Adulthood – Pretending to be an adult

Recently, I had the opportunity to go and chat with a group of students at my alma mater about how the university shaped my career and where I am today. It was an interesting experience because, as I sat in front of these 35 business students, I had to pretend that I had all of my life figured out. They were looking to the panelists of alumni to talk about how we got to where we are and provide them tips and tricks on how to be an adult, find a job, handle stress, etc. I walked out of there feeling like… well feeling like I wasn’t sure I was the right person to be sharing tips and tricks with soon to be graduates because I am so far from having my life figured out.

It was actually interesting sitting there and talking about my previous experience because of the three of us, I was the only who had actually changed jobs multiple times. The other two members of the panel have been working at the same career and company since they graduated college. Sitting there and chatting with the students made me feel almost like I was an imposter because I was talking about the challenges and the risks that I’ve taken as if I knew what I was talking about. Little do they all know that I have and will always fly by the seat of my pants.

That being said, here are the tips that I gave the students.  I want to have them written down because looking back, I want to remember these things. I felt calm and in a good place when I was talking to these students and I want to make sure I follow my own advice.

  • Self care is key. When times are hard, whether in your personal life or in work, self care is absolutely necessary to make sure you are ready to take on the world. I find that most of the times that I am feeling like things are stressful, it is because I feel like I have no sense of control or I am losing control. Self care is where I can regain that level of control and it’s been amazing. This includes doing yoga, writing, sitting in silence, meditation, drinking water, eating right, exercising, and doing all the things that I enjoy doing when it comes to pampering myself.
  • One of the hardest decisions to make is knowing when to leave. I think that this something I need to keep remembering. It is up to me to make my experience a good one and it is up to me to decide where I am going in my life. No one else will determine that for me. When things are tough, if I am not able to handle it then it is up to me to fix it or get out.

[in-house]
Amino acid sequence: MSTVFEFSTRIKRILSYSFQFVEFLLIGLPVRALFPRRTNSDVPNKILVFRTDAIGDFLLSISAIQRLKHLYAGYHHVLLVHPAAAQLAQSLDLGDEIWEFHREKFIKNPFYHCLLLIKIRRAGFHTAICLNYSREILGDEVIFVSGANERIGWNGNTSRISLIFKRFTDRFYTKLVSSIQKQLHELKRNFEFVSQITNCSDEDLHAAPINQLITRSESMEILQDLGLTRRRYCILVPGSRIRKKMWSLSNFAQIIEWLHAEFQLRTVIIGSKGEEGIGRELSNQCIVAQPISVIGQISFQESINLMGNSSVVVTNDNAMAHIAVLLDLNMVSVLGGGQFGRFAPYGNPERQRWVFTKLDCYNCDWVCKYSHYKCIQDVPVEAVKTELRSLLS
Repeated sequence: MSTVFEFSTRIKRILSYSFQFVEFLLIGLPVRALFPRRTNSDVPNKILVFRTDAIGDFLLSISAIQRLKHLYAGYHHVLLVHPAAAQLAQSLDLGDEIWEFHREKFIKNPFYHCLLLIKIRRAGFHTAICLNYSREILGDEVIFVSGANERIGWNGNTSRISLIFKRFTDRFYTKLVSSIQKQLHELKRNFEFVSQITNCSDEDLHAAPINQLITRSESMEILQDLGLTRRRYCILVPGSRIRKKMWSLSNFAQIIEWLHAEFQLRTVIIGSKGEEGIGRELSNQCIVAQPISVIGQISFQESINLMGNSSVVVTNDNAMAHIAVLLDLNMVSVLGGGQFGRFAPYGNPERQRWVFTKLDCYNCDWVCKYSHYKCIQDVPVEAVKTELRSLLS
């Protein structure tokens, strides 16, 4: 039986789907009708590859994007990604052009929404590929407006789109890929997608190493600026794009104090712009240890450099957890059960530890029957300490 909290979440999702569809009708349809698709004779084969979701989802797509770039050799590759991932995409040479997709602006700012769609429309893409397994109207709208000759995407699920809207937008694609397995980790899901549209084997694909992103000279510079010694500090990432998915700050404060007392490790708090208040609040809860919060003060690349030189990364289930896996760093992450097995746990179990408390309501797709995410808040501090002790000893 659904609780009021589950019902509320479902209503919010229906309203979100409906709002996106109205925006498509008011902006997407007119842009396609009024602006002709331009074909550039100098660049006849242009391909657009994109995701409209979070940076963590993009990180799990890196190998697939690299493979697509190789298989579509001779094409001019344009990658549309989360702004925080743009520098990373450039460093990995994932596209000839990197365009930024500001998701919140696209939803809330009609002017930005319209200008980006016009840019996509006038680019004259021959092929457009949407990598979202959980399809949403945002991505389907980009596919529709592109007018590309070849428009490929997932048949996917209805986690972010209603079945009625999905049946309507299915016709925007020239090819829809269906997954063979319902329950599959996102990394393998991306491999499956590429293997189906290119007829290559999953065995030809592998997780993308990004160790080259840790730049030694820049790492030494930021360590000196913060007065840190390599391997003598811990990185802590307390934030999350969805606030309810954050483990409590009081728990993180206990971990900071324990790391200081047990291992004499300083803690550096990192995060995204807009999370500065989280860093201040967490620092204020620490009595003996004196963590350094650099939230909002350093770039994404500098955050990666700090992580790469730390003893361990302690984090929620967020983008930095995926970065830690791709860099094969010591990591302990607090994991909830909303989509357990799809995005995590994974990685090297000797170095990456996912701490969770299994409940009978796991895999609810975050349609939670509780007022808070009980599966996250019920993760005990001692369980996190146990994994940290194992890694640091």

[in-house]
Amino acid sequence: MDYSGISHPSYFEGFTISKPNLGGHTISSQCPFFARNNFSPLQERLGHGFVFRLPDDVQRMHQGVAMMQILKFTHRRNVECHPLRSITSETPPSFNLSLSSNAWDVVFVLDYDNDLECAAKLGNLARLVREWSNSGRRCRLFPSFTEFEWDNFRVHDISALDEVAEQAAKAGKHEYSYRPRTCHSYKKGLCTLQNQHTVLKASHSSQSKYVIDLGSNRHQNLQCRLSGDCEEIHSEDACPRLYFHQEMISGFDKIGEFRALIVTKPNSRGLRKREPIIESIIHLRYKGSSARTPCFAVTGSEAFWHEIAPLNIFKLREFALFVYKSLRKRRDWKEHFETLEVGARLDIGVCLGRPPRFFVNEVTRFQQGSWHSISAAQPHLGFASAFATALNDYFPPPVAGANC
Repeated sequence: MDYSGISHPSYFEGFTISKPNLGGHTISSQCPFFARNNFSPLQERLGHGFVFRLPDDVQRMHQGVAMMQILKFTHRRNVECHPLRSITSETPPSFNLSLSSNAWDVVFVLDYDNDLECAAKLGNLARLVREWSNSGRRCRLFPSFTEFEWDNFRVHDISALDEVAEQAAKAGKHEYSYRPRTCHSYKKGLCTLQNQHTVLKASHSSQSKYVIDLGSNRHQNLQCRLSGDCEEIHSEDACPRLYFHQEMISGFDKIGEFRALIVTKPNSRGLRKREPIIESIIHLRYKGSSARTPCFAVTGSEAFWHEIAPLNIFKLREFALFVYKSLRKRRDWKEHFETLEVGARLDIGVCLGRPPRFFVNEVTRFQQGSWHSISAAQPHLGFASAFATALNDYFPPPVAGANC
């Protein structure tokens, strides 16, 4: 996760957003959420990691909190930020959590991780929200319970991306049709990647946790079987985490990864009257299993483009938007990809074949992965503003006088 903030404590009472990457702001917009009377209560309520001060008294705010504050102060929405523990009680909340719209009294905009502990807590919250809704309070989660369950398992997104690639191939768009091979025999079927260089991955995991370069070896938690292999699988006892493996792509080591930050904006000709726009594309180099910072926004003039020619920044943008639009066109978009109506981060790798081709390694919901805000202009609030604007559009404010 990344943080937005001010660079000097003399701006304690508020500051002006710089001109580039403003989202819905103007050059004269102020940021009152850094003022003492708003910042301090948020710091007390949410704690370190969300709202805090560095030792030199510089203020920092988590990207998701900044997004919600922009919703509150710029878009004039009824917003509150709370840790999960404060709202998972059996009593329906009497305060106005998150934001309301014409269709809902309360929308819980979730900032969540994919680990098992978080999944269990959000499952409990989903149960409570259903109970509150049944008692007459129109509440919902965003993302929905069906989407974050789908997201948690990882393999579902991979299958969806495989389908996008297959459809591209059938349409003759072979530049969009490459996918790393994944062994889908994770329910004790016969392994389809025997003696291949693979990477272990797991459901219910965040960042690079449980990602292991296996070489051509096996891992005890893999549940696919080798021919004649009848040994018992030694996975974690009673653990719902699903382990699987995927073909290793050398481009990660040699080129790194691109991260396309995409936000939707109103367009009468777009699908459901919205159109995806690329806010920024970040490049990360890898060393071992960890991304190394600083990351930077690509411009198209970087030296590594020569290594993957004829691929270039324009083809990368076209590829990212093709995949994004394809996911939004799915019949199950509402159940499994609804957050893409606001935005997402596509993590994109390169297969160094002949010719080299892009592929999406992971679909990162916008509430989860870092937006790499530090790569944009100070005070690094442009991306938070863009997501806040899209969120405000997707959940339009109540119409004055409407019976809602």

• Getting fulfillment out of your job doesn’t necessarily mean doing something that you love. I know that this one sounds weird but one of the best pieces of advice that I ever got was, “don’t live to work, work to live.” This was by far, one of the best pieces of advice that I have ever gotten. My mentor once told me that I just need a job that I can tolerate and am happy/satisfy with to pay the bills that allows me to do what I love outside of work. If someone is able to find a job that they love and are 100% fulfilled by, I need them to tell me how they got there.
  • The worst thing someone can say is no. We had to give advice on applying for jobs, internships and leadership positions. And I think that is one of the hardest things that I have had to remember and overcome. Sometimes the fear of rejection is the reason why I haven’t applied for a job or gone for something that I’ve wanted. But what I need to keep remembering is that the worst thing someone can say to me is no. I have to keep telling myself this over and over again. Even after applying to multiple jobs and being an adult, I still cannot quite get used to this idea but eventually I will be able to.
  • Your network and your friends are amazing. I have been so lucky to meet some amazing people and honestly, I probably would not be where I am at this point in time if it hadn’t been for my friends and my network. One thing that I love is that I will always help out friends and acquaintances the best that I can. I honestly wouldn’t have gotten to where I am today if it hadn’t been for my friends and my network.

What’s funny is that when I write these down and share them with the students, it feels normal and obvious. They seem like the easiest things to do in the entire world and it all makes sense. But in practice, it is significantly more difficult. I know that I’m a few days late on the whole new year thing, but I want to make sure I remember these all the time as one of my new goals. If my current situation isn’t the right situation, I don’t have an obligation to stay. I have an obligation to myself to take care of myself and move on when I need to.


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